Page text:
Das Leben mit den Australischen Ureinwohnern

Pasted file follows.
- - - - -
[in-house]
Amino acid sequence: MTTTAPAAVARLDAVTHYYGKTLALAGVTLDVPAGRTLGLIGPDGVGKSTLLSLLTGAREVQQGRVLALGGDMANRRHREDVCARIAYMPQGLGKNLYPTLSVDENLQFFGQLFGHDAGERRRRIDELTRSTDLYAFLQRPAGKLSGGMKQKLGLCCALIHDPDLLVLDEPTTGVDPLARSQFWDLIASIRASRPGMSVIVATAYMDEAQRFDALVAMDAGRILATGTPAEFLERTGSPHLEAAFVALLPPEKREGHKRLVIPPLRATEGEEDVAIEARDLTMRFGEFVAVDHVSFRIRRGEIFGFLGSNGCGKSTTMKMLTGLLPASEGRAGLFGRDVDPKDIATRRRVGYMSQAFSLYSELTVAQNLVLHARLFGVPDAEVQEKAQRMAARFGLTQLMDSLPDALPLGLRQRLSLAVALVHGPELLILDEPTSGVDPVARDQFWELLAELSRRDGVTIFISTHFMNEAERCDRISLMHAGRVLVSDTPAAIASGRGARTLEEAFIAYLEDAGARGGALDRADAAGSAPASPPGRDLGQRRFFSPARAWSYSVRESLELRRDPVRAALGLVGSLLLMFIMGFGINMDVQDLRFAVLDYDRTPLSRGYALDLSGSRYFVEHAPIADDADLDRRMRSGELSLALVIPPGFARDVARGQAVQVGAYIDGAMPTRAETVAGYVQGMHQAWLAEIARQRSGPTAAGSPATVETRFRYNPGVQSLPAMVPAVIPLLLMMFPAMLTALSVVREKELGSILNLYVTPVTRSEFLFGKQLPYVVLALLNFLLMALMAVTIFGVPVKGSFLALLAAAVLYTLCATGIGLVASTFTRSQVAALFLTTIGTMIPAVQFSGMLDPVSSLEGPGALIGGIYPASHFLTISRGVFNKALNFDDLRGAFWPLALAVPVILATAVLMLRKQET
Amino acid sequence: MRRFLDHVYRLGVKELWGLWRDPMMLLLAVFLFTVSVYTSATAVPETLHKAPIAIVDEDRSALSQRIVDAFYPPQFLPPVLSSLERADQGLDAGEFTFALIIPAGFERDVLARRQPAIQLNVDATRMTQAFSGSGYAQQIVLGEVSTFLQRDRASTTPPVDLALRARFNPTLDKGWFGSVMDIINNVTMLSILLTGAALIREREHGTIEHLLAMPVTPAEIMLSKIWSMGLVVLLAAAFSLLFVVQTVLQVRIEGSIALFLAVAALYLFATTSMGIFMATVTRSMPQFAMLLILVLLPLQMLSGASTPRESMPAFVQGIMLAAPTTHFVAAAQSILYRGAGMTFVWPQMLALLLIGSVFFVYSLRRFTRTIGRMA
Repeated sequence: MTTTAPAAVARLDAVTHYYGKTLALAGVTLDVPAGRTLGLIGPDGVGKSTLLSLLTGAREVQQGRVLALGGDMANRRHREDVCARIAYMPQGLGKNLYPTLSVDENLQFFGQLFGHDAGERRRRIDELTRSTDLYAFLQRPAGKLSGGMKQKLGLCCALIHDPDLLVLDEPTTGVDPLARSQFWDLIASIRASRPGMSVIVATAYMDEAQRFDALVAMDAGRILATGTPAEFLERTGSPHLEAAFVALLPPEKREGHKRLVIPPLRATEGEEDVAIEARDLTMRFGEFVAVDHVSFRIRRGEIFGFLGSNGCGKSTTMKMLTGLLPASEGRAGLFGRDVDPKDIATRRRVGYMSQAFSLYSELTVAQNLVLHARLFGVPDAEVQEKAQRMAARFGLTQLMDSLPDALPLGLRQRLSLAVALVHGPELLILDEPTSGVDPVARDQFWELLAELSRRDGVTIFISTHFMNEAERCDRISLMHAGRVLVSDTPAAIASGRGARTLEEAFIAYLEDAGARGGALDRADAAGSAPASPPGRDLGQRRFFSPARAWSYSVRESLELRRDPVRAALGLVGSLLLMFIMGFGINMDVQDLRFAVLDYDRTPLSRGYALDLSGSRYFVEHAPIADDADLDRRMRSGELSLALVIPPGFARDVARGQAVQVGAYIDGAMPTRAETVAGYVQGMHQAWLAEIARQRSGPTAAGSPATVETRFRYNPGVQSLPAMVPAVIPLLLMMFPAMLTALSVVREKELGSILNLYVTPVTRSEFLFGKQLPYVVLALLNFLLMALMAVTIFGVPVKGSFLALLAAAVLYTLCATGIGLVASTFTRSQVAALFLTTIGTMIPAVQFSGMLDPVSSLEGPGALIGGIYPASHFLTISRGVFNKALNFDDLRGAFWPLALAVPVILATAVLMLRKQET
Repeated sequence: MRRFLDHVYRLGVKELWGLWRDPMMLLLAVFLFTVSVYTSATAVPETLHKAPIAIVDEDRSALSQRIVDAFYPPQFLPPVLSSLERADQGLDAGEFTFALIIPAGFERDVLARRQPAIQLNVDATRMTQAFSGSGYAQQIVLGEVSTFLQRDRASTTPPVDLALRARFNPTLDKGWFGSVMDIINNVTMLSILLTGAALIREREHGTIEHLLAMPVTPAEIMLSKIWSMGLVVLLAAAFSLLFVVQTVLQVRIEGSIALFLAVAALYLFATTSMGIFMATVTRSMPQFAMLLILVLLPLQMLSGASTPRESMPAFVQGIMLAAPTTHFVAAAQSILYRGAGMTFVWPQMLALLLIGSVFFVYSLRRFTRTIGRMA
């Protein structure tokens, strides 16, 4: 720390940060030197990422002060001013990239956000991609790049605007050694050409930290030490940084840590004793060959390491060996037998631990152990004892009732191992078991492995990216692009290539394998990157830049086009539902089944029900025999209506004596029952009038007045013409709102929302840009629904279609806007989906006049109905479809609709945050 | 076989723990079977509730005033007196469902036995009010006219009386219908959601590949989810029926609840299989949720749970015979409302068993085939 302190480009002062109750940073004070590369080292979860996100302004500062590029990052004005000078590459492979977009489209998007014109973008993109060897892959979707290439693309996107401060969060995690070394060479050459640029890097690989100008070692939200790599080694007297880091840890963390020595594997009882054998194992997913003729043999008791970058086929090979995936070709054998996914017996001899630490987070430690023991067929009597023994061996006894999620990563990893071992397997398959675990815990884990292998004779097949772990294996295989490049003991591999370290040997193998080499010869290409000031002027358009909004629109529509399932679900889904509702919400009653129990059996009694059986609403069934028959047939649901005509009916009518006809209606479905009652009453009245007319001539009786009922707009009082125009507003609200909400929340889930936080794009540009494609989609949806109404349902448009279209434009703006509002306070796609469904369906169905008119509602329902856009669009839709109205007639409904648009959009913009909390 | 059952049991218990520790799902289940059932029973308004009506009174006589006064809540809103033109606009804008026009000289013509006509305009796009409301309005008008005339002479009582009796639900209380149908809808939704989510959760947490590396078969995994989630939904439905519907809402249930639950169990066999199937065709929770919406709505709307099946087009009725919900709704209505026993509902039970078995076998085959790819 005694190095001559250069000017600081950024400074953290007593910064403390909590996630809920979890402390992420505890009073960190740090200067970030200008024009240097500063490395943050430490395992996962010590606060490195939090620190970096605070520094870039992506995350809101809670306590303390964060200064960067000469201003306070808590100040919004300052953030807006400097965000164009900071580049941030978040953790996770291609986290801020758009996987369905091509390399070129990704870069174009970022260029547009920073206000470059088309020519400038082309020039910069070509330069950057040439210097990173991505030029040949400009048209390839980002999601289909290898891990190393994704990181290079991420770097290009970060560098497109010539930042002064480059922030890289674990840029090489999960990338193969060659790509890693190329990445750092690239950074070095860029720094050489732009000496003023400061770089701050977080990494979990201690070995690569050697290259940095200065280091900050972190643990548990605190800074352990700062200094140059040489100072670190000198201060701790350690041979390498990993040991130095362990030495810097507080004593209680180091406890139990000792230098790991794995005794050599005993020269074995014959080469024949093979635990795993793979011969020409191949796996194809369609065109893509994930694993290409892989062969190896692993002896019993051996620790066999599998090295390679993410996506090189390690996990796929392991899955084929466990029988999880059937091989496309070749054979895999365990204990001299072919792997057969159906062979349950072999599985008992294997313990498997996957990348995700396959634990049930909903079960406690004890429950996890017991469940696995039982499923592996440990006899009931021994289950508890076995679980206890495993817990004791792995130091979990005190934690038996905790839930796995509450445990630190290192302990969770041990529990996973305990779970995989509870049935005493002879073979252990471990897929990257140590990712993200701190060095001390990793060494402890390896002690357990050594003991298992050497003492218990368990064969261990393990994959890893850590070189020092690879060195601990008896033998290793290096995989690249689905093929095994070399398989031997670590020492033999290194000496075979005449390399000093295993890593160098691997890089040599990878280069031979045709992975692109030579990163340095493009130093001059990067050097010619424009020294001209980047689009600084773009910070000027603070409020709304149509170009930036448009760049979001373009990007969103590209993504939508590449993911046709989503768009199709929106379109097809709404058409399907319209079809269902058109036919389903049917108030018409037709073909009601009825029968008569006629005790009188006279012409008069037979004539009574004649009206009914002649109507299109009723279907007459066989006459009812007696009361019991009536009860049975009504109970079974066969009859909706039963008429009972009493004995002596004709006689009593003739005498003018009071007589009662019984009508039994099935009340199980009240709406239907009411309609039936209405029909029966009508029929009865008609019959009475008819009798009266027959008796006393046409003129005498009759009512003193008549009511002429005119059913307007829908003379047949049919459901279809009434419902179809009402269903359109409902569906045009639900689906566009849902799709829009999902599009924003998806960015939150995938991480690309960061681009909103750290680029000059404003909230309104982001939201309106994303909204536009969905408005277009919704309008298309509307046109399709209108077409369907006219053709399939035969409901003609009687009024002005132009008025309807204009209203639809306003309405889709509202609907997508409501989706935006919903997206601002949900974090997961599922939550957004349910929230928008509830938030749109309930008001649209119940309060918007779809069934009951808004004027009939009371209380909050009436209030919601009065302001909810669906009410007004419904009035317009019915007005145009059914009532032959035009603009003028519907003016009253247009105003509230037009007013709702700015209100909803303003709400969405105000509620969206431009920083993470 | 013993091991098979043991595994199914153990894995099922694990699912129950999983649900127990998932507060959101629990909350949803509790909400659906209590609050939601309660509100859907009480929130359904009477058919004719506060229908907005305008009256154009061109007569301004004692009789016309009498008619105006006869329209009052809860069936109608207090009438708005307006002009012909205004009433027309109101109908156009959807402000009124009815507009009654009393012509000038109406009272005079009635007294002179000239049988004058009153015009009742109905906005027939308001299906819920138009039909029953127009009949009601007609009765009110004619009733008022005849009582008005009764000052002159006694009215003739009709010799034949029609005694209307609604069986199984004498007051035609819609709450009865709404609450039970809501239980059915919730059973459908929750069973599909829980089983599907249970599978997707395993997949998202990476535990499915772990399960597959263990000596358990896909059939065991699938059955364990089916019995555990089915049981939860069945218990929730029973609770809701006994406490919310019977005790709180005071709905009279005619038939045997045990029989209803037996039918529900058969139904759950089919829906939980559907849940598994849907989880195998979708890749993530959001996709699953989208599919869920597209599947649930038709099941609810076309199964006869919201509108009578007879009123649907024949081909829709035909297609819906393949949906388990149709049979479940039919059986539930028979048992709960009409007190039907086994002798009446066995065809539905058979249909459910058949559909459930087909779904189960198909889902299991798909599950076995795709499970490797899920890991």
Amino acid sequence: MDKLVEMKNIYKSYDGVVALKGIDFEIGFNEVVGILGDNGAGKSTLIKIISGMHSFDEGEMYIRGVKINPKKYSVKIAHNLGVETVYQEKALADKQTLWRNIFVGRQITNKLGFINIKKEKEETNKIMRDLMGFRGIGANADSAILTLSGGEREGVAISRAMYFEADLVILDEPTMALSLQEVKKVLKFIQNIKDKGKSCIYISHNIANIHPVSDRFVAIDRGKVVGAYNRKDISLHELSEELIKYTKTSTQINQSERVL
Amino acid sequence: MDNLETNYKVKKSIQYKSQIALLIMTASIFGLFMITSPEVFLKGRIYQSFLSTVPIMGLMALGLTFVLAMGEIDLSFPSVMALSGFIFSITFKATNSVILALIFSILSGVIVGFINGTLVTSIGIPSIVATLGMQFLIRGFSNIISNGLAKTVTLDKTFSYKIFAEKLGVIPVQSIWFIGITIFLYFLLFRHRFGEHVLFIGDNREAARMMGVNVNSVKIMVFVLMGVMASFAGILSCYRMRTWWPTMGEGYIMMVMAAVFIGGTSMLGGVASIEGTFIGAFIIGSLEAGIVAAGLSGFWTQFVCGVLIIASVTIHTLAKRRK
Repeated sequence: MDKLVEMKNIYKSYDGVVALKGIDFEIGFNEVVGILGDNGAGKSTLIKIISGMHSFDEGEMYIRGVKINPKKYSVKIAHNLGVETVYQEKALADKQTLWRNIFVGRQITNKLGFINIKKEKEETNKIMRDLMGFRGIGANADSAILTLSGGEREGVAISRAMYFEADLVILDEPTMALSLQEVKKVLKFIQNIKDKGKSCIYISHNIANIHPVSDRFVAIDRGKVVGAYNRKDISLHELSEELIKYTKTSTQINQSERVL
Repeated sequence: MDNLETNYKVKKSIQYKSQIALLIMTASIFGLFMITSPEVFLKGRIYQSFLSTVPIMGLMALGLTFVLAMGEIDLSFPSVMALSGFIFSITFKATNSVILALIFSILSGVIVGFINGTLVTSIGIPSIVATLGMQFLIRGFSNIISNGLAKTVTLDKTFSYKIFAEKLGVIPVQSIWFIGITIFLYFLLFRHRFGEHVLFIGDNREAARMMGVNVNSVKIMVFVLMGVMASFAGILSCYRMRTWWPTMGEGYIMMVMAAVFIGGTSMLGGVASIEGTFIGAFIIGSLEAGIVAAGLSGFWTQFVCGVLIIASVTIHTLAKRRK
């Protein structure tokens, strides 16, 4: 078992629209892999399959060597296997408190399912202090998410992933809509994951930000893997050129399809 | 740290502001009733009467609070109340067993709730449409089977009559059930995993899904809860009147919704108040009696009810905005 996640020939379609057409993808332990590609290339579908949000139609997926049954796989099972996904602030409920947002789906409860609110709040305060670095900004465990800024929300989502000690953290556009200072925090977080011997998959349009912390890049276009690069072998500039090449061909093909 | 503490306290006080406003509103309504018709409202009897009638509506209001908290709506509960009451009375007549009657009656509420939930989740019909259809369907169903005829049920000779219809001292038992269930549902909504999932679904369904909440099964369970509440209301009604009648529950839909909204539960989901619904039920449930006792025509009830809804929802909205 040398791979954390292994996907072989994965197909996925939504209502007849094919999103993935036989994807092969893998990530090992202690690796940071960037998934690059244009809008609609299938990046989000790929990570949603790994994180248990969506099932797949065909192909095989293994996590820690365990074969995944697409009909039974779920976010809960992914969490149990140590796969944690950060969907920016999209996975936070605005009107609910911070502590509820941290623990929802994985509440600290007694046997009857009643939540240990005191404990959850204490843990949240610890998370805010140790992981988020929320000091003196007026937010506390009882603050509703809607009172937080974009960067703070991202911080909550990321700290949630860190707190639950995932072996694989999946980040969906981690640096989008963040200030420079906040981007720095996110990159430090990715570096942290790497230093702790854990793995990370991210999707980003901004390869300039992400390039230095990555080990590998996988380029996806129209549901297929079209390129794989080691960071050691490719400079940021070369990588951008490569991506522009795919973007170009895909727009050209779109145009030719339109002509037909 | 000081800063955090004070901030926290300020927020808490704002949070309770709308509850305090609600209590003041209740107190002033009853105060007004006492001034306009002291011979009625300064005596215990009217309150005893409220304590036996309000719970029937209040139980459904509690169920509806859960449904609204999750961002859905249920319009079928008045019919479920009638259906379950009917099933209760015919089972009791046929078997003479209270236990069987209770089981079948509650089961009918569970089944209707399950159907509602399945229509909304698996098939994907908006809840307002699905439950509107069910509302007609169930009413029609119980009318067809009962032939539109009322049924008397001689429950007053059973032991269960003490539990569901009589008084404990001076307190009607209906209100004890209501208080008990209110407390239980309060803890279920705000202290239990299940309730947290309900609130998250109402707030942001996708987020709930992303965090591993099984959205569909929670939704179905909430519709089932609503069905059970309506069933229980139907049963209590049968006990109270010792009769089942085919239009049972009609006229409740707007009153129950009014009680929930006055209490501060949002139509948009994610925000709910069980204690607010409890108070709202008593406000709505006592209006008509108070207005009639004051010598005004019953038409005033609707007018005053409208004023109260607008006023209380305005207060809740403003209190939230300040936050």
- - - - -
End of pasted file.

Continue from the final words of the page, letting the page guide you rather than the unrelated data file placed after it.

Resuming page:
In the 1930s, William Ricketts bought the four-acre bush block on Mount Dandenong and called it Potter's Sanctuary. Word spread about the extraordinary sculptures that began to adorn the property. In time, the Victorian Government heard about his work and, in the early 1960s, the land and adjoining blocks were bought for the people. William Ricketts lived on at the Sanctuary into his nineties and continued to create his sculptures until his death in 1993. It is a place of beauty and tranquillity, due both to the natural setting and the 92 mystical kiln-fired clay sculptures of people and animals that are discreetly set among rocks, fern trees and Mountain Ash. These sculptures are an expression of Rickett's philosophy - that all people need to act as custodians of the natural environment in the same way as Aborigines, the inspiration for much of his work. It is a place for quiet reflection and for contemplation of the essence of the vision of William Ricketts. Many travel across the world to visit this place time and time again and stroll through the gardens or enjoy the audio-visual display featuring William Ricketts where visitors can see for themselves the vision and passion that live in his art.